It’s been just over a week since the 2014 Sakura-Con. Now that we at Skewed and Reviewed have had time to recuperate, we feels it’s time to give the low down on the con. Our likes, our dislikes and what we might want to see in the coming years. Though this is the first year we have attended the con in an official capacity, we have some contributors that are old-hands. This report will be coming to you through the eyes of the noob, the novice and the veteran. But first, here’s an introduction to the con from Lisa Heimbigner.
Sakura-Con is the premium Anime and Japanese culture of the Pacific Northwest, gathering fans of not only anime, but also of manga and Japanese pop culture over Easter weekend every year. This 3-day event takes place right in the heart of Seattle, at the Washington State Convention Center, and includes panels, a vendor hall and, of course, artist alley. But let’s not forget, this con runs all day and all night. Attendees also have access to the convention center at night for 24 hour gaming and movies, as well as a beat-bumping, laser-flashing spectacular of a dance that runs well into the night. There is definitely something for everyone at this con.
But Sakura-Con is very different from Emerald City Comic Con, held in the same venue only a couple of weeks earlier, and other cons. From the moment you arrive, it feels for like a festival than anything, and it invites con-goers to feel at home and enjoy the stay. Its uniqueness is what has helped it grow over the years, and why so many people continue to attend year after year.
Well, this is by first Sakura-Con and I honestly did not know what I was getting myself into. Unfortunately, I did not get to enjoy the first day, but did get there that night and was able to enjoy the night time festivities. When I was told the con was a 24 con before, I thought… that’s a cute way to put it, but doubted that it were true. Boy was I wrong. The first thing we did was head into the rave that runs until about 3 AM, and it was definitely spectacular. The music was going, the lights and lasers abound… and up on the big screens they were running music videos and clips of anime that worked well with the music. It was a great gathering, and it really seemed like everyone enjoyed being there, and being with those around them. Even if the person standing next to you was portraying a Team Rocket character and you were there dressed as Bulbasaur.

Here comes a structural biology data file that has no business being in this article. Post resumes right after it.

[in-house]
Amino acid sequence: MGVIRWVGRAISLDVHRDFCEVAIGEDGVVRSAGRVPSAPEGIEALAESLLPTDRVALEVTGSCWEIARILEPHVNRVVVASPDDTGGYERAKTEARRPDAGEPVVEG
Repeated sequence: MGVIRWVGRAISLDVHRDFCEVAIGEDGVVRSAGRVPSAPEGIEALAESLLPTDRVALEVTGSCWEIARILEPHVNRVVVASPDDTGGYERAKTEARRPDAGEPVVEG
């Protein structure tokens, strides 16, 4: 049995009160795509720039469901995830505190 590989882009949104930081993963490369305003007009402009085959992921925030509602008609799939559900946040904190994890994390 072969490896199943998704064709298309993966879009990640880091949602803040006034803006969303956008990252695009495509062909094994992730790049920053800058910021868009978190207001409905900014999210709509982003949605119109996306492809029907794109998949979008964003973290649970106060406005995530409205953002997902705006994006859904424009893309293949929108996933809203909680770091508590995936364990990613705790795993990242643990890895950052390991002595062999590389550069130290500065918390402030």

After the dance we headed up to the gaming rooms, where everything was also in full swing. They had a slew of non-next gen consoles setup, with the exception of the Wii-U. They had PlayStation 2 and 3, the Xbox and Xbox 360, as well as the Wii and Wii-U. Plus they had a ton of titles for each system that you could check out by offering your badge in trade (of course you would get it back). They even had Just Dance set for the Wii, and boy was that entertaining. Being broadcast on a large projector, crowds from anywhere between 4 and 50 would amass to all join in and dance with the players. It was a spectacle to view, and even more so when I have recorded a few of the SKNR staff partaking in the fun.
Gaming pretty much wrapped up our night, and we headed out in preparation for the next day. Which is when I spent most of time in the Vendor Hall and Artist Alley. There is no shortage of want in either of these areas. If there is something you like, whether it is anime or not, it’s probably somewhere here. T-shirts, collectibles, key-chains, video games, cosplay accessories… the vendors have it. The great thing that I saw here was that a majority of the merchandise is actually really good quality. I have been to cons in the past where you walk out with something you think is awesome, only to get home to see something you didn’t notice, or find the it not as quality as you thought. I actually didn’t have that worry here. I don’t know if there is some sort of vendor-vetting, or if the vendors simply respect their customers more, but whatever it is… keep it up.